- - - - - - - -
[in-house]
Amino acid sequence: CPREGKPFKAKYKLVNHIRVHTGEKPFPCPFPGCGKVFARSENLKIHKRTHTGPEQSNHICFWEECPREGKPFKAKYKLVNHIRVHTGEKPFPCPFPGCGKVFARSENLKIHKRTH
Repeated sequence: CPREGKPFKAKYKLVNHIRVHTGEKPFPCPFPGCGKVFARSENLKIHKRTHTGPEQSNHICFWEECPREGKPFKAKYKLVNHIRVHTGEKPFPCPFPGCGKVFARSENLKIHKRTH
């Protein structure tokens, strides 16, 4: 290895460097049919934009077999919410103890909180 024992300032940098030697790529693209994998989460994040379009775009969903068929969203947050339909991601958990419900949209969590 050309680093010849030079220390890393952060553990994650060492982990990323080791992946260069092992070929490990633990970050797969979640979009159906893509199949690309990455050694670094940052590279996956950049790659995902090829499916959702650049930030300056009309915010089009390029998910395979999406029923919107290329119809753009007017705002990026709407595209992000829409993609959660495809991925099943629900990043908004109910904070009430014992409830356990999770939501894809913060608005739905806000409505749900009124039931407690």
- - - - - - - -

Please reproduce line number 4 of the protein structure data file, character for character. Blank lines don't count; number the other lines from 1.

């Protein structure tokens, strides 16, 4: 290895460097049919934009077999919410103890909180 024992300032940098030697790529693209994998989460994040379009775009969903068929969203947050339909991601958990419900949209969590 050309680093010849030079220390890393952060553990994650060492982990990323080791992946260069092992070929490990633990970050797969979640979009159906893509199949690309990455050694670094940052590279996956950049790659995902090829499916959702650049930030300056009309915010089009390029998910395979999406029923919107290329119809753009007017705002990026709407595209992000829409993609959660495809991925099943629900990043908004109910904070009430014992409830356990999770939501894809913060608005739905806000409505749900009124039931407690």